“Every kind of digital filmmaking innovation would be considered in any given project,” he said.
Hansen also emphasized the importance of “story level” visual effects, in contrast to effects arriving as add-ons.
“This is a collaboration between directors, producers, writers and then the technology inside that, before the script is even complete in some cases,” Hansen said.
Craig Mince, artistic director of Indy Film Fest, described Helix Pictures as a way to hold Indiana’s brain drain at bay. Consider, Mince said, people who study film and video production at Purdue University, cinema and media at Indiana University, and media at Ball State.
“They tend to leave the state to do production work elsewhere, because there’s just none of it here,” Mince said. “Something like this would maintain and recruit those talents to Indianapolis.”
Mince sees the possibility of additional digital filmmaking companies setting up shop here.
“Once one comes in, more and more would give Indianapolis a keen eye,” he said.
Morgan Snyder, director of public relations and film at Visit Indy, said Helix will be a welcomed addition to the city’s entertainment infrastructure.
“We need more people playing in the creative space,” said Snyder, who manages the permit process for film and TV productions visiting Indianapolis. “It’s another avenue toward Film Indy being able to entice national and regional productions to the city. And it provides more job opportunities to the creatives who call Indianapolis home.”
On July 1, Indiana again became a state where filmmakers can claim a tax credit, following a decade without any incentives. The new Film and Media Tax Credit—which was included in legislation that expanded the Indiana Economic Development Corp. incentives toolbox—offers an income tax credit up to 30% of a project’s production costs.
It’s merely a coincidence, however, that Helix Pictures is launching at the same time in Indiana. Chan said his local roots and the area’s rising tech reputation influenced the decision.
The movies Helix works on won’t necessarily be filmed in Indiana. Chan said directors select locations based on what’s suitable for their stories.
“Then the producers work with the directors to figure out what makes sense financially,” Chan said.
During the era when Indiana offered no tax credit, Boone made “The Fault in Our Stars” in Pittsburgh—even though novelist John Green wrote the story with Indianapolis as its backdrop.
20th Century Fox saved money during production, and the movie sold more than $300 million in tickets worldwide. (The next adaptation of a Green novel set in Indianapolis, “Turtles All the Way Down,” was filmed this spring in Cincinnati.)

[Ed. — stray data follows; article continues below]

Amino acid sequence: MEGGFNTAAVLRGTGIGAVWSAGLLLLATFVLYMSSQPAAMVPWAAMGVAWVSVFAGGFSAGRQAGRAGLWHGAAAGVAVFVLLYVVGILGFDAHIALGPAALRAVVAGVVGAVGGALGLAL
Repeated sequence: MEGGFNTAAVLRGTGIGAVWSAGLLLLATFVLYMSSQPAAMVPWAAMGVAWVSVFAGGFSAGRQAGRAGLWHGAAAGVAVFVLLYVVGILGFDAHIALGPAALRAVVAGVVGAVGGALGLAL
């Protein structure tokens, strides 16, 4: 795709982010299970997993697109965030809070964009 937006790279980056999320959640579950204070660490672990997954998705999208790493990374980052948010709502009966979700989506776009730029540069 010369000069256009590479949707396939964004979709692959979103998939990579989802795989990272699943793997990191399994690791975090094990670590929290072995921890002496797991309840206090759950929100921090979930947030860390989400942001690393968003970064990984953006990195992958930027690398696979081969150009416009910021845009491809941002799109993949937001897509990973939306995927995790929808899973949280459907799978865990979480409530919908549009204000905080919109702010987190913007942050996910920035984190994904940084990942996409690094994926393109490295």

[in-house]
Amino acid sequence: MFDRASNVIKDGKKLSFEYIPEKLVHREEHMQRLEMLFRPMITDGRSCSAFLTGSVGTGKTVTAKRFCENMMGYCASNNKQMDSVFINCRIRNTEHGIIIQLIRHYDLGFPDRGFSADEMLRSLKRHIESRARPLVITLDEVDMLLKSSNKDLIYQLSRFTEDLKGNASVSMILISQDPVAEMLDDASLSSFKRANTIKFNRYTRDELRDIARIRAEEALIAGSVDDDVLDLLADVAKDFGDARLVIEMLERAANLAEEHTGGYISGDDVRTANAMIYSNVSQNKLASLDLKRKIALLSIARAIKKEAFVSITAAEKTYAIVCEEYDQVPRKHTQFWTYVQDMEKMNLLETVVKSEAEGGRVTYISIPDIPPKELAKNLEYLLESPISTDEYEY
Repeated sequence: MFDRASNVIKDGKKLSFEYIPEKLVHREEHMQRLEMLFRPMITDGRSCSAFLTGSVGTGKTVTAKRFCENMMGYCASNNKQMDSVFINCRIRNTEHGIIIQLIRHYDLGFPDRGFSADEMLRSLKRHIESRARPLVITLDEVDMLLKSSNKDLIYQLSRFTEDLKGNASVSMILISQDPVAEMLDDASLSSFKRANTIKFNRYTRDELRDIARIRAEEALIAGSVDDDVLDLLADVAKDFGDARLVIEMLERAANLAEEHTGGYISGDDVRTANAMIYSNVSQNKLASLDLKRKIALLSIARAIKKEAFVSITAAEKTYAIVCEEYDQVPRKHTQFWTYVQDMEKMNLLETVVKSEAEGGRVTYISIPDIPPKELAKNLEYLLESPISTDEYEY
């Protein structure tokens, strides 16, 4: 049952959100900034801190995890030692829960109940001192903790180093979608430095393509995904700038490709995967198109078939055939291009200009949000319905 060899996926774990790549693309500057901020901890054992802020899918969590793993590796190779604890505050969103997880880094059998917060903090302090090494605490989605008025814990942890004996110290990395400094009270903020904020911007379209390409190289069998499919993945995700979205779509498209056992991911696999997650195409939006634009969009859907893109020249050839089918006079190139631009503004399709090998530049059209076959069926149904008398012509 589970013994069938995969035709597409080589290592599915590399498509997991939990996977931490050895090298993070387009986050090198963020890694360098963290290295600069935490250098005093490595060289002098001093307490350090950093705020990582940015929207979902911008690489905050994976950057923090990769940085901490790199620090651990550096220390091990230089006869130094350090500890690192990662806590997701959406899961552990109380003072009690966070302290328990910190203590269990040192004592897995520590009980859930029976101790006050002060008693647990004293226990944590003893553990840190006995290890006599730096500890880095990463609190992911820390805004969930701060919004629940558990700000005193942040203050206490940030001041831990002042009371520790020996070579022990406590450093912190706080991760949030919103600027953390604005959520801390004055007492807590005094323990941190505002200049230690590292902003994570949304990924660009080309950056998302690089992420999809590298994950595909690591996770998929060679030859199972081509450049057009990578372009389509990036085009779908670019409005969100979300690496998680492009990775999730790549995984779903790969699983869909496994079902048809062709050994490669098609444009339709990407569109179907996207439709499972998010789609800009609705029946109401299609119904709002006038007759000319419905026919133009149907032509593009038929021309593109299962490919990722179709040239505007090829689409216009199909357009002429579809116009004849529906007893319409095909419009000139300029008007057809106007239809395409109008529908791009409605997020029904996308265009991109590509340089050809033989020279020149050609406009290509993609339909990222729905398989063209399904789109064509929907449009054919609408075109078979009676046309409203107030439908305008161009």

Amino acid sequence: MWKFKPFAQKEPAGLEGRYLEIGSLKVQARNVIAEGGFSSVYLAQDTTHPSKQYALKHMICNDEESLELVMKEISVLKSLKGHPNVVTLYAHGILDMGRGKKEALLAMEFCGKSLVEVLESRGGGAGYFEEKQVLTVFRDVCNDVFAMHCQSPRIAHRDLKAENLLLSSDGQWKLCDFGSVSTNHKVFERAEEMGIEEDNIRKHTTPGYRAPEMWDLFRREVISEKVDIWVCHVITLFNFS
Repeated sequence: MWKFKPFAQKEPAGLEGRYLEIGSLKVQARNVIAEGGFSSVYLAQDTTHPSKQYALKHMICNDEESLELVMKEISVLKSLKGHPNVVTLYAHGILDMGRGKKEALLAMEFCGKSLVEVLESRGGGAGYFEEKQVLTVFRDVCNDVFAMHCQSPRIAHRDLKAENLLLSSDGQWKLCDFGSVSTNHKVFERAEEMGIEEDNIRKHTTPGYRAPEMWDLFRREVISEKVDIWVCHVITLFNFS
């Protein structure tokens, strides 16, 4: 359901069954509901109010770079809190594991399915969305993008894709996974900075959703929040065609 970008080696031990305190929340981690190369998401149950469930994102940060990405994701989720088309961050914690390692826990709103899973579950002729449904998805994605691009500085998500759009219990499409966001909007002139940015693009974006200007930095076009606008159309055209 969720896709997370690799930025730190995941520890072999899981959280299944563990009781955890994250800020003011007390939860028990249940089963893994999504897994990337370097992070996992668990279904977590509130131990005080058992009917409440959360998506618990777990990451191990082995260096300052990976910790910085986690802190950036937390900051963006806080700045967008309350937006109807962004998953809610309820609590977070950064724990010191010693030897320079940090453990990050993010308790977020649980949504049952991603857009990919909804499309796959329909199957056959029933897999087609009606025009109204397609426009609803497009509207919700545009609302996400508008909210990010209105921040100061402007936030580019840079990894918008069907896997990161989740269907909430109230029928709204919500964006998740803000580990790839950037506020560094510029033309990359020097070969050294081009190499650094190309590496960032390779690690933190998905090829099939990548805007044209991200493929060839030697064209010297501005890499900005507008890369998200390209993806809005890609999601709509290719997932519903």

The movie industry, meanwhile, has become decentralized to the point that it’s reasonable for Indianapolis to be home for a visual effects company.
“I’ve never made a movie in Los Angeles,” Boone said. “I’ve shot in Vancouver, I’ve shot in Pittsburgh, I’ve shot in Wilmington, North Carolina. We like L.A., but we’ve never made anything there. It’s not the place to shoot, but the place to go have meetings.”
Boone said the Helix team began to take shape when he and production partner Shahmir met Chan. Boone then introduced Chan to “Capone” director Trank and VFX expert Hansen.
Chan brought in fellow film financiers Burlingham and Raskin. Chan met another Helix partner, Nick Manganiello, when they worked together on 2020’s “Archenemy,” a film that starred Nick’s brother, Joe Manganiello.
“We created a community and friendship between a bunch of guys who were looking to do stuff outside of the Hollywood system,” Boone said.
In recent years, Trank and Boone made superhero films that weren’t profitable at the box office and were marred by controversy during production.
Trank’s “Fantastic Four” was released in 2015 after 20th Century Fox took away his authority regarding the movie’s final cut. Boone reportedly clashed with 20th Century Fox executives on how 2020’s “The New Mutants” should be made.
“Josh [Trank] and I have been friends for many years,” Boone said. “We had very similar experiences within the studio system that have led us here to do things in a different way.”
By incorporating visual effects early in the storytelling process, Boone said, Helix can be economical and not be susceptible to unexpected cost-cutting.
“Studios usually back you into a corner where you lose things as the budget becomes apparent,” Boone said. “We want to do things the opposite way, where we don’t lose things. We are transparent, upfront and immovable on the things that we need to make the movie what it needs to be.”•